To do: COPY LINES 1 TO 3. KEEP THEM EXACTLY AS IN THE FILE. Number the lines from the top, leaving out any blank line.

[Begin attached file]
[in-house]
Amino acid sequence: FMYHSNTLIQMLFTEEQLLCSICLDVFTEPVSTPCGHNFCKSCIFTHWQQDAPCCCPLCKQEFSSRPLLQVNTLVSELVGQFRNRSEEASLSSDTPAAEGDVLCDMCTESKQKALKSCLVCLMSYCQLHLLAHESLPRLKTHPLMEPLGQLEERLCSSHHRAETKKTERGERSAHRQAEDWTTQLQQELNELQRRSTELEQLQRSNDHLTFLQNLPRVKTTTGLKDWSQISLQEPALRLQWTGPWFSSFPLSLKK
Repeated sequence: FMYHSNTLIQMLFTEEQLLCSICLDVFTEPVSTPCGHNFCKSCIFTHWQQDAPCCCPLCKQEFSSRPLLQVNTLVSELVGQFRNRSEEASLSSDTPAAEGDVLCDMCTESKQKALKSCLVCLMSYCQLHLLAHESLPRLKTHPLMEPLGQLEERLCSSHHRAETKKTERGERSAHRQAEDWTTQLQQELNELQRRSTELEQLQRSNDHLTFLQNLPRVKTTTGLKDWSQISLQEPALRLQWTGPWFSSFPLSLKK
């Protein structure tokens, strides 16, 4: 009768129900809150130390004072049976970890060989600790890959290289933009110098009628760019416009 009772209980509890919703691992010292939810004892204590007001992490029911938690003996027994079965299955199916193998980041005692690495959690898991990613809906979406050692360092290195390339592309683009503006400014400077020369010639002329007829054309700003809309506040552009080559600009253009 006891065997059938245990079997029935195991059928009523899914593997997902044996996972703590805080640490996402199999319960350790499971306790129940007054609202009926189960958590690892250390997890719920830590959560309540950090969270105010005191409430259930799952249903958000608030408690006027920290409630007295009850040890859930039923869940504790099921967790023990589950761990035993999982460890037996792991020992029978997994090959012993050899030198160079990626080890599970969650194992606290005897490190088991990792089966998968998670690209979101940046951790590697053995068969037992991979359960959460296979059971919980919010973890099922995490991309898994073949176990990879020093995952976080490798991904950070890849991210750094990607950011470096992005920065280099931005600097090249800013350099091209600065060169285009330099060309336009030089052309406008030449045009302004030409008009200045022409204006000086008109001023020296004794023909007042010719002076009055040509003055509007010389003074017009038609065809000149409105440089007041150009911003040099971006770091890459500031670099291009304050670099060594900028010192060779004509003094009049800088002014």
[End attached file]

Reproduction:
[in-house]
Amino acid sequence: FMYHSNTLIQMLFTEEQLLCSICLDVFTEPVSTPCGHNFCKSCIFTHWQQDAPCCCPLCKQEFSSRPLLQVNTLVSELVGQFRNRSEEASLSSDTPAAEGDVLCDMCTESKQKALKSCLVCLMSYCQLHLLAHESLPRLKTHPLMEPLGQLEERLCSSHHRAETKKTERGERSAHRQAEDWTTQLQQELNELQRRSTELEQLQRSNDHLTFLQNLPRVKTTTGLKDWSQISLQEPALRLQWTGPWFSSFPLSLKK
Repeated sequence: FMYHSNTLIQMLFTEEQLLCSICLDVFTEPVSTPCGHNFCKSCIFTHWQQDAPCCCPLCKQEFSSRPLLQVNTLVSELVGQFRNRSEEASLSSDTPAAEGDVLCDMCTESKQKALKSCLVCLMSYCQLHLLAHESLPRLKTHPLMEPLGQLEERLCSSHHRAETKKTERGERSAHRQAEDWTTQLQQELNELQRRSTELEQLQRSNDHLTFLQNLPRVKTTTGLKDWSQISLQEPALRLQWTGPWFSSFPLSLKK